Heart problems can persist unnoticed

PHOTOS PROVIDED Cecelia Counsil, 70, of Jersey Shore, uses an exercise bike during a recent cardiac rehabilitation appointment at Geisinger Jersey Shore Hospital to strengthen her heart. Counsil experienced a heart attack one evening in October and went undiagnosed until the next day, an experience not uncommon among women, according to Dr. Vishal Mehra, a Geisinger cardiologist.

By KATELYN HIBBARD

khibbard@sungazette.com

As Cecelia Counsil was climbing into bed one evening, her chest felt tired and sore.

The 70-year-old resident of Jersey Shore continues to work three days per week at the Jiffy Market and tries to eat a healthy diet.

So this discomfort was notable.

Vishal Mehra, MD, Cardiology, Cardiovascular, Hospital for Advanced Medicine, GMC, Danville

“I had this pain, and I kind of surmised what it was,” she said. “But I put it off.”

The next day, she went to Geisinger Jersey Shore for a routine check-up and mentioned the problem to her health care provider there.

It was recommended she go next door to the emergency room. They performed an echocardiogram.

“I said, ‘Is something wrong? I don’t feel right. I just don’t feel good,'” Counsil recalled. “They said, ‘You had a heart attack.'”

From there, Counsil was transported to Geisingerás main campus in Danville and underwent surgery to have two stents put in her heart.

Dr. Vishal Mehra, a Geisinger cardiologist, said it’s not uncommon for women to have a heart attack without realizing it.

“Women tend to not have typical symptoms, so they’re often missed or under-diagnosed,” he said. “We tend to think men are more at risk for heart attacks at a young age, but women simply don’t present the same way.”

He said women’s symptoms tend to include nausea, feeling lightheaded, or experiencing atypical sharp pains as in Counsil’s case.

Another group susceptible to invisible heart problems is diabetics, Mehra added.

“People who have diabetes for a length of time may often have silent symptoms,” he said. “They don’t present the same way as in other people.”

In general, however, all people should take notice if they experience a sudden loss in physical ability. A person used to rigorous exercise shouldn’t become short of breath while grocery shopping, Mehra said.

Likewise, swelling feet, arrhythmic issues or heart palpitations, shortness of breath while lying down, or dizzy spells should be taken note of.

“Lots can be done to help,” he said. “You have to have the right attitude to make changes and seek help.”

But before any symptoms may pop up, three primary indicators point to risk factors for having a heart problem in the future, Mehra said.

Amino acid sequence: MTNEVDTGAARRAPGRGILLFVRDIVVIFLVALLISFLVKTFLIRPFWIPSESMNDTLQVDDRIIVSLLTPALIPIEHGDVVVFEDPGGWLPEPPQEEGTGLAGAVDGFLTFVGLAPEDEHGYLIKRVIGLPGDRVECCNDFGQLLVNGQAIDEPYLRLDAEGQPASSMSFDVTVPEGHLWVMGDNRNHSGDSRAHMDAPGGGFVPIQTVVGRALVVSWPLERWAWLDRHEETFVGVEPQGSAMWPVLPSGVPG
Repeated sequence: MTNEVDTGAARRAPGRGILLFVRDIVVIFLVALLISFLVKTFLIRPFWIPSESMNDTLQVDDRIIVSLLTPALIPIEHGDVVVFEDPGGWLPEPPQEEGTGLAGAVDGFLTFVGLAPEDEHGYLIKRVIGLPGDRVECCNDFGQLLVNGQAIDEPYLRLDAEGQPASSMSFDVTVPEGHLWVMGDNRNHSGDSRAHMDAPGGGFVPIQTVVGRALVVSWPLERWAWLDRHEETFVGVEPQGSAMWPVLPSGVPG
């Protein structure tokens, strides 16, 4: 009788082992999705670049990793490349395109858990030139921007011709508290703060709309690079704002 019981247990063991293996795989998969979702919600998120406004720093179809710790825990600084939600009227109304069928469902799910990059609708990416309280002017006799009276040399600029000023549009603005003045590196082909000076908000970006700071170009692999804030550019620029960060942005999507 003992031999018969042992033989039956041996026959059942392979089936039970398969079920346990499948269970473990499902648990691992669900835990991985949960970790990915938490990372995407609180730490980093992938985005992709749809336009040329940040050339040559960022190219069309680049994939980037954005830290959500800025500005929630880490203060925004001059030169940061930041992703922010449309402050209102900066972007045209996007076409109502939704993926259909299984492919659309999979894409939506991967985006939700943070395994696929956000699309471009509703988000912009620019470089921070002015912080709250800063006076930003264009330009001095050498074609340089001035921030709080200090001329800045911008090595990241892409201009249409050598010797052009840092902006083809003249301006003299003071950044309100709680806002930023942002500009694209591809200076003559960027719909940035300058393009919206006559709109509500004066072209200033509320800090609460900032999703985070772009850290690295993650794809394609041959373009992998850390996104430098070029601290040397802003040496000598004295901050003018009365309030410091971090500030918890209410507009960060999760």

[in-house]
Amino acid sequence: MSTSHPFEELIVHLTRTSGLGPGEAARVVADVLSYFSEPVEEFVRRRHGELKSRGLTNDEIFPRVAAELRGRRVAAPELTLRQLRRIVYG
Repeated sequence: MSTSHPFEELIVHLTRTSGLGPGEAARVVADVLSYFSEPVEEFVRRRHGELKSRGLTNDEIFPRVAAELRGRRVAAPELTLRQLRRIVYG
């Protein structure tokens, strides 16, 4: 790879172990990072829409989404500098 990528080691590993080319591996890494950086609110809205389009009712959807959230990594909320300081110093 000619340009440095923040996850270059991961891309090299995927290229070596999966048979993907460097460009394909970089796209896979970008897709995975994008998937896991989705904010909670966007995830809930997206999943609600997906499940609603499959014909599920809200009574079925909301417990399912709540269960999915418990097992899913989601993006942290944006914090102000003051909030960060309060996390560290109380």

The first is family history. Heart problems often are hereditary, and the genetic risk is an unchangeable factor, unlike the other two indicators, Mehra said.

“It’s really important to get specific information” on family history, he said, “especially if family members have had heart problems or heart attacks before age 45.”

Counsil noted her mother experienced a heart attack in her 50s and was prescribed medication at that time.

The second is diet: what kinds of food a person is eating.

Obesity, diabetes and other health issues affected by diet often are tied to an increased likelihood of heart disease.

“The kinds of foods that we eat have a huge baring on how much plaque we develop in the heart,” Mehra said.

People with heart problems or with a higher likelihood to eventually experience heart problems should “replace as many animal-based proteins with plant-based proteins as possible,” he said.

The third also is diet-related: caloric intake versus output.

“Even before we look into the kinds of food you’re eating, look into the amount youáre eating,” Mehra said.

People should be eating “in moderation” and should get at least 30 minutes of exercise per day, five days per week.

The focus should be on getting the heart rate up, Mehra said.

“There’s no simple fix, no magic bullet,” he said. “This has to be a wholistic lifestyle change.”

Since her surgery, Counsil has attended therapy to help strengthen her heart and regain her energy.

Once her therapy ends later this month, she said she plans to join a yoga class at her local community center and the Silver Sneakers program at the YMCA, she said.

In addition to developing a more active lifestyle, Counsil has changed her mind on how she’ll react if something like this ever happens again.

“If I have a pain or think it’s anything, I’ll go to the emergency room,” she said. “I pray it doesn’t happen again but, if something else happens, I’ll go to the emergency room straight away.”

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